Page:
UK to help Vietnam lead Asia in energy revolution

(VOVWORLD) - Vietnam aims for 10.7 percent of its total electricity output by 2030 being generated from renewables. The country rose five places to 34th in a global ranking of attractiveness in terms of renewable energy investment last year, according to British multinational professional services company Ernst & Young. But it still needs much more from the countries with more experience in the field, like the UK, to reach its sustainable development goals without needing to make a trade-off between economic growth and sustainable energy usage. We had an interview with Ken O’Flaherty, the UK government's COP26 Regional Ambassador to Asia-Pacific and South Asia, about cooperation between Vietnam and the UK in energy transition and the potential for renewable energy development.
UK to help Vietnam lead Asia in energy revolution - ảnh 1

Ken O’Flaherty and Pham Van Tan, Deputy Director General for Climate Change, Ministry of Natural Resources and Environment, discuss ways to boost use of renewables, March 2, 2021. (Photo credit: British Embassy Hanoi)

Vietnam and the UK jointly hosted a series of events on energy transition including the UK-Vietnam Renewable Energy Dialogue and a bilateral Energy transition dialogue under COP26 summit scheduled to take place in Glasgow this November. Why is energy transition important for a developing country like Vietnam?

Vietnam’s dynamic and growing economy will generate a strong demand for energy in coming years. It is important that this energy is clean and economical.

Renewable energy is now cheaper than coal and the costs of solar and wind energy are forecast to fall further in coming years. The cost of solar and wind technology has declined respectively by 85% and 49%, while energy storage – or batteries- has also fallen dramatically by 85% since 2010. This means that renewable energy can provide dependable, cheap energy for Vietnam’s economy. So countries that choose to build new coal plants today face the certainty of creating stranded assets for the future. And of course coal also generates air pollution and health costs which are significant in many countries across South East Asia, including here in Vietnam.

Investing in renewable energy, on the other hand, will generate faster growth and more jobs for the Vietnamese economy.

How is the UK supporting Vietnam’s energy transition and particularly the development of renewable energy in Vietnam?

Vietnam is already a regional leader on solar energy and has immense potential for cheap, clean wind power. Vietnam’s solar sector has exploded, hitting its solar target six years ahead of schedule while its offshore wind power potential is identified at 160GW, compared to the UK’s 30GW. We want to help Vietnam seize this opportunity to put itself at the forefront of the energy revolution across Asia.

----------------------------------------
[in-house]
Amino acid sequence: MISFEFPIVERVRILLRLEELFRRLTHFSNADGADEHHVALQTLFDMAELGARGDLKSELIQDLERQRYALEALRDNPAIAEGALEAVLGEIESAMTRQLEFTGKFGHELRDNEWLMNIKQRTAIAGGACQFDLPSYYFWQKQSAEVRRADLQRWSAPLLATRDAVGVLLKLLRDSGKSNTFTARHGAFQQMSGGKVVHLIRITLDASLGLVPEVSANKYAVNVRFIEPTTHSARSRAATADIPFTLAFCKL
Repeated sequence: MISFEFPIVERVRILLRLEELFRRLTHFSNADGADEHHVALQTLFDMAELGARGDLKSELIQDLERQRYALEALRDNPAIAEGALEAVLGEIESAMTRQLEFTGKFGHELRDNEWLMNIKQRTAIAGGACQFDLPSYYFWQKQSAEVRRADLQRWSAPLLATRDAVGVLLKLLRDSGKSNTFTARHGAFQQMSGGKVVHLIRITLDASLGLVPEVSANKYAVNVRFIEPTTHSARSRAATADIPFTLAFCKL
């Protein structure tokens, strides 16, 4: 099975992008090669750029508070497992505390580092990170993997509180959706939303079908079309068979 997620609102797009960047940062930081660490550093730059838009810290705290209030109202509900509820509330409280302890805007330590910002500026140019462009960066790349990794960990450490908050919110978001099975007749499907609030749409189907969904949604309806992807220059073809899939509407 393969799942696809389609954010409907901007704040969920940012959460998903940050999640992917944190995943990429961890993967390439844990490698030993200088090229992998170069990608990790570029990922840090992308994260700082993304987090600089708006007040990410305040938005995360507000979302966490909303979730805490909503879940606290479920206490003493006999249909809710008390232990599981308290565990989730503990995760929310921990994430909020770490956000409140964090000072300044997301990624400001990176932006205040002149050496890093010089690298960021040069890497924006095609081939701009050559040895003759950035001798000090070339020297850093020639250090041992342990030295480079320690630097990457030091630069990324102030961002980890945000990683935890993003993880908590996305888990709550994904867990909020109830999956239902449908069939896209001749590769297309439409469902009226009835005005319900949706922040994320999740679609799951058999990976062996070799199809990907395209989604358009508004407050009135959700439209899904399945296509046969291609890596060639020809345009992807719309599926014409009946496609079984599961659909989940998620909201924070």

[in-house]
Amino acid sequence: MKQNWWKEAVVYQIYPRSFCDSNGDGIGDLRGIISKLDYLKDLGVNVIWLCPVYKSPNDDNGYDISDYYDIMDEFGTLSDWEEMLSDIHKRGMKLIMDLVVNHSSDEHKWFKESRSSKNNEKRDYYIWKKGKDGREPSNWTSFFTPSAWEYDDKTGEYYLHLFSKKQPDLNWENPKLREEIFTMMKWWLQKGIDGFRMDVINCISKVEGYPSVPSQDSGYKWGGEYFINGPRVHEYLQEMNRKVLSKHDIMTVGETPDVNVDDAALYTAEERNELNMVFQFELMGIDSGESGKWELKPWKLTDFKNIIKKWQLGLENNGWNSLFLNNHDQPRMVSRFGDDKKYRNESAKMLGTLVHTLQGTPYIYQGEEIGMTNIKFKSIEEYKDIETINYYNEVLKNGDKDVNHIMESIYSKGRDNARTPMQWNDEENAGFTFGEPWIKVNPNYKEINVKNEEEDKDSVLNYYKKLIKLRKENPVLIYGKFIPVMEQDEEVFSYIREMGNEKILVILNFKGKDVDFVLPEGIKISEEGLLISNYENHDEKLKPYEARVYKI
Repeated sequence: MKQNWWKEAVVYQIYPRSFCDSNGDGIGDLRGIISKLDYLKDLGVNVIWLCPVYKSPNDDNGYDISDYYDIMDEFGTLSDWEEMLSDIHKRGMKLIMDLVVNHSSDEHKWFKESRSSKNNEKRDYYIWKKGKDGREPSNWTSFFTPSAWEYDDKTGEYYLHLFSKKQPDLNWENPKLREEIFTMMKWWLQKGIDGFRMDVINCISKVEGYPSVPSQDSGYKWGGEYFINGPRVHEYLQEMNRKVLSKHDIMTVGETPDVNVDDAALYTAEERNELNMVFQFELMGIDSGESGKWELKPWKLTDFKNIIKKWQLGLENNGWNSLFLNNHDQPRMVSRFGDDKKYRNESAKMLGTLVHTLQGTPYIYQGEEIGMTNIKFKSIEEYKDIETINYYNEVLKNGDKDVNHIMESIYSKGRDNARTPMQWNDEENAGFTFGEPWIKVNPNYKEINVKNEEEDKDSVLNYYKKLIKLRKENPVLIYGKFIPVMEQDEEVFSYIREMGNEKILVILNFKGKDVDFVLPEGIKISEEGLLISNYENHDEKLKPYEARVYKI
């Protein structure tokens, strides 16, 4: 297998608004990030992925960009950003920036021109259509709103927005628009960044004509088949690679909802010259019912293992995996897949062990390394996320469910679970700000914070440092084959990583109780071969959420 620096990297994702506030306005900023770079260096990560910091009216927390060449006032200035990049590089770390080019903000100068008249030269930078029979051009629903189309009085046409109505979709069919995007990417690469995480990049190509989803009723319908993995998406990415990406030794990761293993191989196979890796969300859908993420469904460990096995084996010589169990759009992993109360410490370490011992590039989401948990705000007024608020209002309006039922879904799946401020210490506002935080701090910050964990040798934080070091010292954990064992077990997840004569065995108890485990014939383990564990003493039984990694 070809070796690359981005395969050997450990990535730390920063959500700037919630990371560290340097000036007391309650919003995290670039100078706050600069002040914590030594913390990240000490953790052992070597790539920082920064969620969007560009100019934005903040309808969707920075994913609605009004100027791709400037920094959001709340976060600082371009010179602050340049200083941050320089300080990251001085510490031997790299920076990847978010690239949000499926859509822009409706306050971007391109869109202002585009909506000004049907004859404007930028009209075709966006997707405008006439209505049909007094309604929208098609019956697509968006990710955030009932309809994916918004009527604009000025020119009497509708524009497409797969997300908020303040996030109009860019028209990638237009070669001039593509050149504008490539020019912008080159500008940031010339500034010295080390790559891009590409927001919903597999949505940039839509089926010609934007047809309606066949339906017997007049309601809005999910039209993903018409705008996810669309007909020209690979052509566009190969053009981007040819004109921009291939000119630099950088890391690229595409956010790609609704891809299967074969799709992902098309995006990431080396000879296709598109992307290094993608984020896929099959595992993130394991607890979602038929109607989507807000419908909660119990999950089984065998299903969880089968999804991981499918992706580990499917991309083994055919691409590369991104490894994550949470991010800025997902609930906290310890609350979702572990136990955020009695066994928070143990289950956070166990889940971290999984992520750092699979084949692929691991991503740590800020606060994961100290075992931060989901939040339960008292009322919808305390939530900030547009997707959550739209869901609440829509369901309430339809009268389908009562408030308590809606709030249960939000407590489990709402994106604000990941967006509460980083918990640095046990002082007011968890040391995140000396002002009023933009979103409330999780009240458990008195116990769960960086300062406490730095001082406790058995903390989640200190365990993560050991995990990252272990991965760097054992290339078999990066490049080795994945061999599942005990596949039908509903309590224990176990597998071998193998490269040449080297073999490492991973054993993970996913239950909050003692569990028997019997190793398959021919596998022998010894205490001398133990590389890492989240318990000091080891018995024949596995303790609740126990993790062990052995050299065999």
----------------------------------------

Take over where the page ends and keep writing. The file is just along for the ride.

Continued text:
We were pleased to organize a specific country dialogue on 5 March for Vietnam. This brought together international and domestic partners interested in providing support for Vietnam’s energy transition. I was pleased that Vice-Minister Dang Hoang An of the Vietnamese Ministry of Industry and Trade co-chaired this session. We heard about the Vietnamese government’s Draft Power Development Planning (PDP8) power reform plan and partners expressed the hope that Vietnam could accelerate further its moves towards renewable energy – and phase out coal power.

Throughout the years, the UK has collaborated with Vietnam through various programmes to support clean energy development, including the £15m ASEAN Low Carbon Energy Programme, providing capacity building and technical assistance interventions on Green Finance and Energy Efficiency, and the 2050 Calculator, an easy-to-use energy modelling tool helping countries visualize low-carbon pathways for the future. And most recently, the UK has created the Energy Transition Council under COP26 to bring together countries which need support for the energy transition with international donors and investors.

UK to help Vietnam lead Asia in energy revolution - ảnh 2The Energy Transition Dialogue co-hosted by the British Embassy and the Vietnamese Ministry of Industry and Trade, March 5, 2021.  (Photo credit: British Embassy Hanoi)

What are your views on the draft PDP8 that’s been issued for public consultation?

The draft PDP8 is an important document which we are still analyzing carefully. We welcome the prospect of increased investment in renewable energy.

We hope that Vietnam will be in position to announce a definitive end to all new coal power plants ahead of COP26 and we are keen to mobilize support for this. I am convinced that by scaling up its deployment of solar and wind energy in coming years, Vietnam has the potential to improve the quality of life for its citizens, drive growth for the coming decade, and become a regional renewable energy super-power.

Thank you, Mr. Ken O’Flaherty, for granting VOV this interview.